Tiny Patearoa Hosts Hundreds
04 Mar 2020
For the tiny Maniototo settlement of Patearoa, Saturday, February 29, will surely make 2020 the Leap Year to be recorded in the annals of history as the day hundreds of people on horse and bike saddles, in covered wagons and on foot came to town.
The occasion of this welcome invasion was Patearoa being the host town and final destination for participants in the 28th Goldfields Cavalcade, an annual event that re-enacts the gold rush days of the 1860s when men and a smattering of hardy women headed to Central Otago to make their fortunes.
Under a Maniototo ‘Big Sky’, cavalcaders, townsfolk (permanent population is only around 60) and visitors from far and wide enjoyed an afternoon of food, music and market stalls.
What’s the bet more than just a few were surprised to find that as small as it is, Patearoa has a well maintained nine-hole golf course, bowling green and tennis court.
Nestled in the foothills of the Rock and Pillar Range alongside the once upon-a-time gold-bearing Sowburn Stream, Patearoa was literally a pop-up town predicted to disappear as soon as the gold fizzled out. So rather than establish a cemetery, Patearoa shared the one at Hamiltons, a much bigger gold rush town a few kilometres away.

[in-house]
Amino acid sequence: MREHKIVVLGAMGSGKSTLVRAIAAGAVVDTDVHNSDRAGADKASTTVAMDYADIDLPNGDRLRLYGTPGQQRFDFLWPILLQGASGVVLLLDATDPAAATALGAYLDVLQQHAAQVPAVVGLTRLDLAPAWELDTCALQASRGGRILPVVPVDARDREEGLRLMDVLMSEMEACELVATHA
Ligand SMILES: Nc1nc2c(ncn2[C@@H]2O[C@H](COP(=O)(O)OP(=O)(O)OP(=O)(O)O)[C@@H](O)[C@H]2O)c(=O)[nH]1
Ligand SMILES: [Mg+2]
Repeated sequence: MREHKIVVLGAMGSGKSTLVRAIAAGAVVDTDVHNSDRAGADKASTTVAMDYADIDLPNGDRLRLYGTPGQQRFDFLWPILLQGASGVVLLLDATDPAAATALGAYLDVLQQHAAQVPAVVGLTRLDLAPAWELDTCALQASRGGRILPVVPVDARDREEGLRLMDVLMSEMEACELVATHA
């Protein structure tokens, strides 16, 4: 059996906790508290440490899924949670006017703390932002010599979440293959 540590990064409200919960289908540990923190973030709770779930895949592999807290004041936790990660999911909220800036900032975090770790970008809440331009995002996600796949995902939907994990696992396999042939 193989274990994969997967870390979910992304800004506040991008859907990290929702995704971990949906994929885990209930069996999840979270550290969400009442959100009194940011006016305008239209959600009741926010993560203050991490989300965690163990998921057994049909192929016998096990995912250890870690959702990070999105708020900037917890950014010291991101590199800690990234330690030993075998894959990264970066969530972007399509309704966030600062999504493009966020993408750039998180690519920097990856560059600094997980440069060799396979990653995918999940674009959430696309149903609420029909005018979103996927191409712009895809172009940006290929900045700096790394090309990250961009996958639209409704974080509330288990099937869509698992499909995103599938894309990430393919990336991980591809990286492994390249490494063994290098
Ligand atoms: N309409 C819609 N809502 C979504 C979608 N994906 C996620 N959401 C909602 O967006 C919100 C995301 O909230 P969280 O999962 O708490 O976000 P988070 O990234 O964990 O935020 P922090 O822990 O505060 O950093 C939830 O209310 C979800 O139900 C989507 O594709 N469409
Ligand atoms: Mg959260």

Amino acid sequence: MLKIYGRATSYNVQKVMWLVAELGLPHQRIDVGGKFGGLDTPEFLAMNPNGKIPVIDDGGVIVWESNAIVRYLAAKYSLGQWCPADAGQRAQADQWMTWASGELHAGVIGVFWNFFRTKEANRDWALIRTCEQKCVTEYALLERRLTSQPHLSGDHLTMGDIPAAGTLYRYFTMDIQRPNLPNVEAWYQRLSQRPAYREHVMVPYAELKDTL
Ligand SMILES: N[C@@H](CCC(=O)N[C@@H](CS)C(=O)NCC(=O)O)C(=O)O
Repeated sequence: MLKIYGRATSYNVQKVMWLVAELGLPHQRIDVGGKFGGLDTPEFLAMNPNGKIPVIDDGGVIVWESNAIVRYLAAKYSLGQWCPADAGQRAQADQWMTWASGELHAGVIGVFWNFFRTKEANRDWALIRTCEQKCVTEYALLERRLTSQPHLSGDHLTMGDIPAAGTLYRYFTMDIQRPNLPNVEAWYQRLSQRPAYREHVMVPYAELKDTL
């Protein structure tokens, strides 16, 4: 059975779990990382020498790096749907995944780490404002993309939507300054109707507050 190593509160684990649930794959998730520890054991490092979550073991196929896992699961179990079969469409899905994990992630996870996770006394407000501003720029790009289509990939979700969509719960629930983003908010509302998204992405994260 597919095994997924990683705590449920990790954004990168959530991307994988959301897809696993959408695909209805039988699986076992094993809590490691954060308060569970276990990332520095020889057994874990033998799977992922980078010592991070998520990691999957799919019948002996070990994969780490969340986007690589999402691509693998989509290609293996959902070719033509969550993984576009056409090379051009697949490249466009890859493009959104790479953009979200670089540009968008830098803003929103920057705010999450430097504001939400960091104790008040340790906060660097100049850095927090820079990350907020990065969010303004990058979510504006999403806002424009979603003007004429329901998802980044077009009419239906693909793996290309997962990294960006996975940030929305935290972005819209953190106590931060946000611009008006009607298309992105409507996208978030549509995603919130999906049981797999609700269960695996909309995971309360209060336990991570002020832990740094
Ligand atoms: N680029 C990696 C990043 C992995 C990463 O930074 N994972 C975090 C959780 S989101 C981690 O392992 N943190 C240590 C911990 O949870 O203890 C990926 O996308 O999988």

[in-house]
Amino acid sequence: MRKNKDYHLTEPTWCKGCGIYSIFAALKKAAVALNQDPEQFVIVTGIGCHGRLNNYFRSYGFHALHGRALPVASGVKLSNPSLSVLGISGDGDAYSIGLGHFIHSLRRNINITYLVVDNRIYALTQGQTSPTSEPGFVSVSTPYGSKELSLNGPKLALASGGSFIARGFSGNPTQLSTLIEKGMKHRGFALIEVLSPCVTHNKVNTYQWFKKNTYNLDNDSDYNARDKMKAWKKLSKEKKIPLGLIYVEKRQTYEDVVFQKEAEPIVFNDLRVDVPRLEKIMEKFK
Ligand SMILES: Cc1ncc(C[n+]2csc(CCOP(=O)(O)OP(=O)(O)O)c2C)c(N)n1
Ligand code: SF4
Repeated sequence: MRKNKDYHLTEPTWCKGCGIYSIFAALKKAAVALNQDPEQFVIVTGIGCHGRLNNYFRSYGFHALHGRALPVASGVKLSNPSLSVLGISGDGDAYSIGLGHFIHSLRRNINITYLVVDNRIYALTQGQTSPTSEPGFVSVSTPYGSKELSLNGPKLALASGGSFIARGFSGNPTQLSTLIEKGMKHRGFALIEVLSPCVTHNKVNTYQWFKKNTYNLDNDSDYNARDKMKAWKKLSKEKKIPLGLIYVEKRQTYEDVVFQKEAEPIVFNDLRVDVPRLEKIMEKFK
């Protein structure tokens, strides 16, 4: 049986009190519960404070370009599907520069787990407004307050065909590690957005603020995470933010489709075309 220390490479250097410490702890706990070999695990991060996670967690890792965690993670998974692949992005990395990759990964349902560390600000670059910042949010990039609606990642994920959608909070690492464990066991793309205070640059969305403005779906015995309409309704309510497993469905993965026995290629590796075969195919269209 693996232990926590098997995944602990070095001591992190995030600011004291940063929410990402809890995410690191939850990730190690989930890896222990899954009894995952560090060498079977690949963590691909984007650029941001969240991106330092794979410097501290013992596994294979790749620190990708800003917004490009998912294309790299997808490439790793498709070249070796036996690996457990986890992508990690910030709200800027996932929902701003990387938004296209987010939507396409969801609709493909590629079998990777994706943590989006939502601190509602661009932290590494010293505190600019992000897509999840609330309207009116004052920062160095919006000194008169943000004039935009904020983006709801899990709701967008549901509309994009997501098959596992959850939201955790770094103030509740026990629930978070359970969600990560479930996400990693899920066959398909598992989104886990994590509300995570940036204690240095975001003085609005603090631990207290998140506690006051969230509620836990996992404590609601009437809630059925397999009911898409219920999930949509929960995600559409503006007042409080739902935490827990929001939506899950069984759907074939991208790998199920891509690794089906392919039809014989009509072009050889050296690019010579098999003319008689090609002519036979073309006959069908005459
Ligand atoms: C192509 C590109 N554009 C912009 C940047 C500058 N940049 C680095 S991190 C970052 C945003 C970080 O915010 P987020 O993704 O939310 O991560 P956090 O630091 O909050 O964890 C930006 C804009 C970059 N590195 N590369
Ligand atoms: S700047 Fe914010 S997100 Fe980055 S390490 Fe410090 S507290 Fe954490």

To show fate can have a sense of humour, Hamiltons, which once had a population of 5000 and around 25 hotels, was the town that was short lived while Patearoa survived and thrived. Today the only evidence of Hamiltons is the cemetery which for the views alone is worth visiting.
In our books Patearoa is one of the many gems lying a short distance off the Otago Central Rail Trail. Numerous mudbrick cottages have been restored as holiday homes and there’s a picturesque walk along the Sowburn to the where Chinese mined for gold. As for fishing, Patearoa has the reputation as the fisherperson’s utopia. And all this just 12 km from the Rail Trail at Waipiata.
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